Going out– If you’re drinking and staying out, the average Saturday night will cost you about 100,000. Everyone is different though so this cost is variable. For this example, we’ll consider 2 nights out in the month.

Misc- Clothes, accessories. 150,000 won a month. Cinema tickets for a regular movie will cost 9,000won. Popcorn and coke usually cost 7,500won. A cup of Americano in a regular coffee shop is about 2,500won.

Total– 906,000won.

If you consider the average wage for an English teacher to be about 2.2 million before taxes, you could still come out with 2 million. This still leaves you the opportunity to save half of what you make and still live very comfortably every month.

Costs are variable on the season also- I do a lot less in winter but others go skiing and snowboarding etc. In summer, electricity costs are higher because of air conditioning.

Summer and Winter I take a vacation which are additional costs.

My car insurance is an annual cost. Last year it was about 670,000won for fully comprehensive and the installation of a black box.

My friend Evan, after reading the initial draft of this blog had the following to say about his experience here;

It’s definitely possible to get by comfortably for far less if a person’s goal is to save more money. I pay 5,000 KRW a month pre-paid for phone service, using a Galaxy S2 that cost me 80,000 KRW. Text all I want. No data, but I use wifi at home or at various businesses I’ve found.

No car means no petrol, car payment, insurance, maintenance, etc. Subways and buses are cheap enough.

I will have managed to save over 20 million krw in 14 months, making around 2.1 million a month. That’s after having to pay for my own flight over (hagwon screwed me there), unexpected moving fees, etc. Pretty good considering.

My first year, however, I didn’t save quite as much. I ate out more frequently. The bars added up, too. I still did okay, even without watching my money closely that year.

If you have any comments, leave them below!

 

Sleeping in Incheon Airport- Spa on Air, a review.

I don’t make a habit of sleeping in airports. I also don’t make a habit of sleeping there for the good of my blog, I was actually leaving on a trip. Now that we’re clear on that here’s how it all happened.

My conspirator, Olivia, and I were heading to the Feis in Shanghai. So, as a result of not wanted to get up at ridiculous o clock to catch a bus, to the train to get to the airport, we decided to give Spa On Air, the jimjilbang in Incheon Airport a go.

It was a Thursday night at midnight by the time we arrived. The airport was eerily quiet and we set off on the journey to find Spa on Air. Signage for the place is a joke. Couple this with the fact that I can’t read those ridiculous “you are here” maps and the whole thing was a special experience. Eventually, we found 2 adjummas having a break and we were grateful to find signs of human life. We thought we left it behind when we got off the AREX. They were good enough to point us in the right direction and we headed further into a land of nobodies. Eventually, we stumbled onto an area with flags for the much sought Spa on Air and with great relief approached the nice lady at reception. The only thought was that, with this many people not in the airport, there couldn’t possibly be too many people wanting to sleep in Incheon on a random Thursday night in March. I was wrong. No private rooms left (although at that random hour, I wasn’t surprised) but it would cost me 20,000 for a sleep over. This is definitely more expensive that regular jimjilbangs. (It is possible to ring ahead and get a reservation. Here is a link to their number http://www.airport.kr/airport/facility/efalicityInfo.iia?carId=39)
As we changed into our uniforms (the shorts and t-shirt provided at reception, mine could have fit a small family), it was clear that you were paying for quality. The dressing room was beautiful, lockers were large and the toilets were clean and new, ( No squatters here). We also had cleanser and cotton wool to remove makeup and hair dryers and all the usual things to make you look normal. There were mirrors everywhere (possibly so you could enjoy how great you looked in your uniform?) and it was all nicely decorated with signs in English and Japanese.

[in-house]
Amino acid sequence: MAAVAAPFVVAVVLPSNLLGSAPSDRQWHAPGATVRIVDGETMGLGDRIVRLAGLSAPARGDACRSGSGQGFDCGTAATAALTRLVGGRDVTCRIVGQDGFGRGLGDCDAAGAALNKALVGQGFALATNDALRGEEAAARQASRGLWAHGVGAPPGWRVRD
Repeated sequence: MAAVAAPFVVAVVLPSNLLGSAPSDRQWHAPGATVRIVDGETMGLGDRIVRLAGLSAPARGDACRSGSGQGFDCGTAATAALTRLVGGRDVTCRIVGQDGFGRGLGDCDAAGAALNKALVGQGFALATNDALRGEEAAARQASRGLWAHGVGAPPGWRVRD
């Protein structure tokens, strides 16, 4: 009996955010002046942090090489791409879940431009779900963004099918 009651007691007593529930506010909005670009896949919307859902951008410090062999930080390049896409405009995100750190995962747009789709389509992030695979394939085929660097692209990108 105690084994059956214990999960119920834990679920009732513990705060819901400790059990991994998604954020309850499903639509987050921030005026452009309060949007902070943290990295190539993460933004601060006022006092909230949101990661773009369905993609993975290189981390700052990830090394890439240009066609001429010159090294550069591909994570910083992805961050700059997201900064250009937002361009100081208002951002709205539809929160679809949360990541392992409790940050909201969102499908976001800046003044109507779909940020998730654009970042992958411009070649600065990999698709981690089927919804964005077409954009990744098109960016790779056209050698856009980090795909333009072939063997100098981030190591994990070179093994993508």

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Next task, find somewhere to sleep. They have a lounge room with reclining chairs that look super comfortable, I wouldn’t know since everyone else had taken them and we had to make do with mats on the floor. Not to worry, sleep is sleep. Until someone leans too far back on their recliner and the entire chair falls with the loudest crash, just centimetres away from your head at 4am. There’s the usual coughing, snoring, talking, walking etc. going on during the night so although I caught a few hours shut eye, Olivia didn’t.

Next morning, up, shower, ready and what do you know, you’re already in the airport so it took us about 5 minutes to stroll to the check in desk.

All in all, I definitely would stay here again if, 1) I arrived back too late to take public transport and 2) I arrived early enough to get either a private room or a recliner. It’s the small things in life.

 

*Update- August 2013.

I’ve just stayed at Spa on Air before my trip to Malaysia. I rocked up around 7pm and there was loads of space. Although the recliners are very comfortable I just couldn’t sleep so I found a small sleeping room and slept on a mat on the floor. It was a surprisingly great nights sleep. Quiet, peaceful, and comfortable. The showers and baths here are lovely. They keep your suitcases at the front where they are safe and supervised until you leave.

What I liked;

  1. The place is super clean and new
  2. The staff speak English
  3. The lockers are big enough to fit a small suitcase.
  4. The showers and baths are great
  5. The changing room is spacious, quiet and well stocked with beauty products.
  6. There are loads of places to sleep. The lounge chairs, the public sleeping rooms and the private but public sleeping rooms.

What I didn’t like

  1. If you arrive really late, you might have to sleep on the floor in the lounge area which can be a little noisy with people coming and going and snoring etc
  2. The signage for the place is really bad.